Thats Not My Name, Starbucks

Thats Not My Name, Starbucks. Following on from their dubious success in the US of A, Starbucks baristas will now ask for your name – possibly to be friendly – but most likely to ensure that people are getting the correct drinks.  Soon they’ll be asking the customers to wear name badges instead of the staff….



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Winter sun at caminos


Another unusually warm March weekend warranted a few small beers at Camino’s Spanish bar on the riverside at Canary Wharf. The photo was taken with an iPhone 4s, the and Camera Plus for editing.

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The HuMn Wallet – the best minimal RFID blocking wallet by Scott Hussa — Kickstarter

The HuMn Wallet – the best minimal RFID blocking wallet by Scott Hussa — Kickstarter.

The HuMn Wallet was born out of necessity and lots of traveling. Being two dudes on the go, we’ve tried almost every type of wallet, money clip, card case, and wallet mutation out there. We were looking for a way to keep what we needed in our wallets, while getting rid of the things we didn’t. Sounds simple enough right? Wrong.

Some card cases could hold cash and cards, but couldn’t hold business cards. Some could handle cash and business cards, but stored them on top of each other, which meant that you had to pull out all of your cards to find the one you were looking for. Others simply could only hold a fixed number of cards and cash.

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Proper Coffee Cold Drip by Bill Abbe — Kickstarter

Proper Coffee Cold Drip by Bill Abbe — Kickstarter.

The Proper Coffee Cold Drip has taken 14 months of 
development and several prototypes to achieve the final product we are offering here. It was completely designed in AutoCAD and Water Jet cut with a high precision jet of water out of Aluminum.

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From seed to healthy juice

After a week of soaking, sprouting, sowing and watering; I finally get to have a super food in a glass!

You cannot detract from the simple fact that wheatgrass:

  • 30mls of freshly squeezed wheatgrass juice is equivalent in nutritional value to 1kg of leafy green vegetables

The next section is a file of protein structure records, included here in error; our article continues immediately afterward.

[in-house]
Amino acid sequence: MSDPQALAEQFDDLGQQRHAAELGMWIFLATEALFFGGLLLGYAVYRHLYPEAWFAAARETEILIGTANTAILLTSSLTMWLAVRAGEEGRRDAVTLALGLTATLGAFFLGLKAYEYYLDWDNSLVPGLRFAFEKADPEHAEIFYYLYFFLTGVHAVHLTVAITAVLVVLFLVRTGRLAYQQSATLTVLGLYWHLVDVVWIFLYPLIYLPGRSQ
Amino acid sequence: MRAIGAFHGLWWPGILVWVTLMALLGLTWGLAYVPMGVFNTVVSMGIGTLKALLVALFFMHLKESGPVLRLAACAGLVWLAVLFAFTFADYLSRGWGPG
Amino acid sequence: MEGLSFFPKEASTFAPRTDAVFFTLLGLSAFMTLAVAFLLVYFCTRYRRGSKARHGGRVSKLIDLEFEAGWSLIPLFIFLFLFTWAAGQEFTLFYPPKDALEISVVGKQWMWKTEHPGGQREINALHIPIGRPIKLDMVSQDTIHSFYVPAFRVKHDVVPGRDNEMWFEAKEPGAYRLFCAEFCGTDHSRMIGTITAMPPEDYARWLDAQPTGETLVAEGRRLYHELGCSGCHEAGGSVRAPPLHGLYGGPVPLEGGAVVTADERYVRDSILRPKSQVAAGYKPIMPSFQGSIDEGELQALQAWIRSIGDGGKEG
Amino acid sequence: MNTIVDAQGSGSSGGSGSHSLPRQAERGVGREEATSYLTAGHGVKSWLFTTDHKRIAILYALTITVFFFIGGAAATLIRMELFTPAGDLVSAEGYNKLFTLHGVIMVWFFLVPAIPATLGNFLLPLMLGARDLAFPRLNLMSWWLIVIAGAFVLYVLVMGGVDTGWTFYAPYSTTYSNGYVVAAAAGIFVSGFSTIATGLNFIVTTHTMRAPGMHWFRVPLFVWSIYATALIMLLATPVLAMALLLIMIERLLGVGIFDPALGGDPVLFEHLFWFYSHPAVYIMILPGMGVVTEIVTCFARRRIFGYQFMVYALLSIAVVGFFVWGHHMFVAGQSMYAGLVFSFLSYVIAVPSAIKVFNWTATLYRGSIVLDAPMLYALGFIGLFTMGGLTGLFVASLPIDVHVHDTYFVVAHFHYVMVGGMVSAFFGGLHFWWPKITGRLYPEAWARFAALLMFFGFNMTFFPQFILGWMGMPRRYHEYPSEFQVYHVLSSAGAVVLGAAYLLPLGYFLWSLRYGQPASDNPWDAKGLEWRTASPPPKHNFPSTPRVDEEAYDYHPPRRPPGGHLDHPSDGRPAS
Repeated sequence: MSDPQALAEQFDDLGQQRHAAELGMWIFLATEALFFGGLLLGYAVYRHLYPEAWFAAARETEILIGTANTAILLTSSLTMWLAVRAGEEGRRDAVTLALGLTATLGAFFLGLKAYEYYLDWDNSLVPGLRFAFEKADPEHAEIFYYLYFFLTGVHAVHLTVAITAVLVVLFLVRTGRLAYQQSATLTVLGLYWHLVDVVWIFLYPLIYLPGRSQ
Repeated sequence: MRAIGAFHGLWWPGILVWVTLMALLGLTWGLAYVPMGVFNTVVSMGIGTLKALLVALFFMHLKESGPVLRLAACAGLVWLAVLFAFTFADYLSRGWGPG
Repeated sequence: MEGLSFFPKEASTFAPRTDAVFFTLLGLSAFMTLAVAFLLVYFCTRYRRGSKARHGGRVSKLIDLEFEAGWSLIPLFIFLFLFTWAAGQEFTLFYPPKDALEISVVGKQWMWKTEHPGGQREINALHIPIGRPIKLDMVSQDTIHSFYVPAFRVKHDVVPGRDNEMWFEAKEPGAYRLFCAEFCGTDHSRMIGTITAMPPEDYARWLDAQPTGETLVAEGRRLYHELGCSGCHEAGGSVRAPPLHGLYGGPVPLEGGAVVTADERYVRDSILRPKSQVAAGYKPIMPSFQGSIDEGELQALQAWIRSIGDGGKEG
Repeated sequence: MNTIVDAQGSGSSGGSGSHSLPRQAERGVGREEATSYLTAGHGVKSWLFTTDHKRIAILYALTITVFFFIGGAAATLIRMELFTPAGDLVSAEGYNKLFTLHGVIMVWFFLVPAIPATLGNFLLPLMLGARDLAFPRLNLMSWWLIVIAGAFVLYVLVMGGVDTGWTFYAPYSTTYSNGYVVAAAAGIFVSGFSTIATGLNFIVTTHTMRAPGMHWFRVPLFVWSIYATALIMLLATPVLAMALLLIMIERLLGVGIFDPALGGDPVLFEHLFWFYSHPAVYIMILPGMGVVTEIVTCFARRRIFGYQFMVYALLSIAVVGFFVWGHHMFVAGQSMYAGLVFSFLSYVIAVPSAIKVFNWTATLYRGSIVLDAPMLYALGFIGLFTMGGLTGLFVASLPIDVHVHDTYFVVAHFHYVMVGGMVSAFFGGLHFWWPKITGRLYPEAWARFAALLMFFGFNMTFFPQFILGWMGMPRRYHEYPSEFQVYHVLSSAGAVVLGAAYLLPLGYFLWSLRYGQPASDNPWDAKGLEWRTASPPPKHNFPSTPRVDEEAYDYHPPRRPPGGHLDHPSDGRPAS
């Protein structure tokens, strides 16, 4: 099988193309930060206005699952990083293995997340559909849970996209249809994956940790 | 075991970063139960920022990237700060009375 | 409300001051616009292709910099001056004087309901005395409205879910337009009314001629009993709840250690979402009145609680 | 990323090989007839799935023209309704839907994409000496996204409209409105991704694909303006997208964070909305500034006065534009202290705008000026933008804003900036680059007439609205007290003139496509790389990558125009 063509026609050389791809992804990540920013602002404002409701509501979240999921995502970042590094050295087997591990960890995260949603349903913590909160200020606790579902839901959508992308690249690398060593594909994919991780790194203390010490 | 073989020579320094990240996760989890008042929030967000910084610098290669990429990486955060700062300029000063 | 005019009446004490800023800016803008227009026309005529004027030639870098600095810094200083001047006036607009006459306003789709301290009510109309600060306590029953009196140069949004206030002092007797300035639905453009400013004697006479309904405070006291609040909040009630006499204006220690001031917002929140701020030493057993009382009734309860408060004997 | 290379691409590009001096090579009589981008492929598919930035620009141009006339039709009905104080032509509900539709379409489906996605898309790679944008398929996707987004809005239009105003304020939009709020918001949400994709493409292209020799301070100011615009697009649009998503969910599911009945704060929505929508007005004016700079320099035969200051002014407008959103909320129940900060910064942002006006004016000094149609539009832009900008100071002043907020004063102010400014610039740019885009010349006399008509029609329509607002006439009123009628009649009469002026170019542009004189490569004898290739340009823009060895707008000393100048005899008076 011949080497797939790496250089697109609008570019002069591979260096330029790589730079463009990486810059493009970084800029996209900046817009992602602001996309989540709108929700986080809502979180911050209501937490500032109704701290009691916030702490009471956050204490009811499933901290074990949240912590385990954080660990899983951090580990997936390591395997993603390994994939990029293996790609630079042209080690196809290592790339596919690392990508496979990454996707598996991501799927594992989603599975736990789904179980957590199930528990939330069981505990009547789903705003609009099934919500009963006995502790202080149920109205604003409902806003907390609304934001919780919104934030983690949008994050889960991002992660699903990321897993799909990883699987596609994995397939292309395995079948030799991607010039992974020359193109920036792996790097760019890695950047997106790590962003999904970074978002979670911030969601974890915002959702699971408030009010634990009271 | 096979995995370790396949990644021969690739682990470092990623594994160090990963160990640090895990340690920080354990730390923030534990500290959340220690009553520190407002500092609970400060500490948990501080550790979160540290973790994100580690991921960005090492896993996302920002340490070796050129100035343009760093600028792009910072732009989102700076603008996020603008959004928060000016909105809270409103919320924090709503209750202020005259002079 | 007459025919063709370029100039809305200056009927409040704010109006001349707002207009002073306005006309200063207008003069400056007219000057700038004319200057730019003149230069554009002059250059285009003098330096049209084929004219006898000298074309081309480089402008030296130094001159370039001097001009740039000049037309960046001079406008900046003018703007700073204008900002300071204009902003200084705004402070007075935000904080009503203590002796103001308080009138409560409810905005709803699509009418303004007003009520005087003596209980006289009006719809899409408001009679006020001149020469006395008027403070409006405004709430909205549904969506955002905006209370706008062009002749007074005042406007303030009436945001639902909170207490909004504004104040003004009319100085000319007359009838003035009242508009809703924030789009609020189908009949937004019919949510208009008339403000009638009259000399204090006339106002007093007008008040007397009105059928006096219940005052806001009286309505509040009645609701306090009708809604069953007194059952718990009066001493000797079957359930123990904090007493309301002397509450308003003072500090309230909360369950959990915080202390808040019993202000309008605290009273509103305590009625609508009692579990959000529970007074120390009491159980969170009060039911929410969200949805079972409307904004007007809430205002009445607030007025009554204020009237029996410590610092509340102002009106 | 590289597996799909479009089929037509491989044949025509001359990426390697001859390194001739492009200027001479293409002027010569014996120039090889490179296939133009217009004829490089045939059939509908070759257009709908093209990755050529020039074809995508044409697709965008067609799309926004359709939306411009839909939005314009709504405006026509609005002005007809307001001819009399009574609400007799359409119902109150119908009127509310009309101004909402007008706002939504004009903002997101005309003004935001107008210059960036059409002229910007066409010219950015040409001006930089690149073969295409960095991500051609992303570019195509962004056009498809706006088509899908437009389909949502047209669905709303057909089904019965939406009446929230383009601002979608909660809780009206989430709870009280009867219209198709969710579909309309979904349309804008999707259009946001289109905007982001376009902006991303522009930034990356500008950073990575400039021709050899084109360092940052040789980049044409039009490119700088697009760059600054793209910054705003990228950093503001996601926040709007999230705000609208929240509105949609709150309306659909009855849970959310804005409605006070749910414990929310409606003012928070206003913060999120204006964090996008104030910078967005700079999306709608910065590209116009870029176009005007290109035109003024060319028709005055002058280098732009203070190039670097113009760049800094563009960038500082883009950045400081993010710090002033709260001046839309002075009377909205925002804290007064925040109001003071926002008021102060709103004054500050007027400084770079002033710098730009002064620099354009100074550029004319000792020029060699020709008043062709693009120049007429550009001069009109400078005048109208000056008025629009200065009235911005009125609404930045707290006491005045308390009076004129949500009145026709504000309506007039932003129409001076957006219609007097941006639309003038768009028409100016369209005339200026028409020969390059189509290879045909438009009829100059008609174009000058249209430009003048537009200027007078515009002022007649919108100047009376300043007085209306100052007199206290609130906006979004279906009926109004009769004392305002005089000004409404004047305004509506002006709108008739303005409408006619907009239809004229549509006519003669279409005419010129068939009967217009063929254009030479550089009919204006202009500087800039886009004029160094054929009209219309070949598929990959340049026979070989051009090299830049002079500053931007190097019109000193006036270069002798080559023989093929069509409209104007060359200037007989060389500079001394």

• Wheatgrass contains over 90 minerals, including high concentrations of the most alkaline minerals: potassium, calcium, magnesium and sodium
  • It contains the essential enzymes: Protease (assists in protein digestion), Cytochrome Oxidase (a powerful anti oxidant), Amylase (facilitates digestion), Lipase (a fat splitting enzyme), Transhydrogenase (strengthens the heart muscle) & Superoxide Dismutase (SOD) (found in all body cells and is known for its ability to lessen the effect of radiation and slow cellular aging)
  • Just one teaspoon of Wheat Grass powder, weighing a mere 3.5 grams, is nutritionally equal to an entire spinach salad weighing a full 50 grams – it packs a punch!
  • Wheatgrass has more vitamin C than oranges and twice the vitamin A as carrots!
  • Wheat grass juice helps your body to build red blood cells which carry oxygen to every cell. By increasing the oxygenation the body you can help offset smog and carbon monoxide and increase your endurance during physical exercise
  • It also contains 19 amino acids, the building blocks of protein

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Bright skies over Greenwich

The weather held out today – sunny skies and a little wind instead of the forecast which was cloudy. So, with iPhone in hand I headed of to borough market for a coffee and then Greenwich for a little exercise up and down the park. On the way back I captured the following 360° image using Photosynth on the iPhone.

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Trafalgar Sun

Trafalgar Sun by John Mason
Trafalgar Sun, a photo by John Mason on Flickr.

Taken with photosynth and edited by using camera plus on the iPhone 4S

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Diving apps for your iPhone and iPad

Diving apps for the iOS platform come in a number of forms.  There’s the dive magazine, dive logger, dive planner and now the divers social app.  Dive magazines come in two flavours – either a downloadable app (such as DIVE and Diver Magazine) and now through the Apple Newstand app.

Dive logging software has moved on a lot from the original paper based log books and  Suunto style desktop applications.  One thing divers like to do is to talk and relive their dives with friends over a beer.  With the advent of the iOS based dive loggin apps,  you can synchronise logs between your dive computers (I sync my Suunto and VR3), manual dives performed without a dive computer, pictures, ratings and equipment used easily out in the field.  My preferred dive logging app is Dive Log Manager for the iPhone.  It’s made up of the iPhone app and free desktop companion to synchronise with either your desktop software and/or dive computer.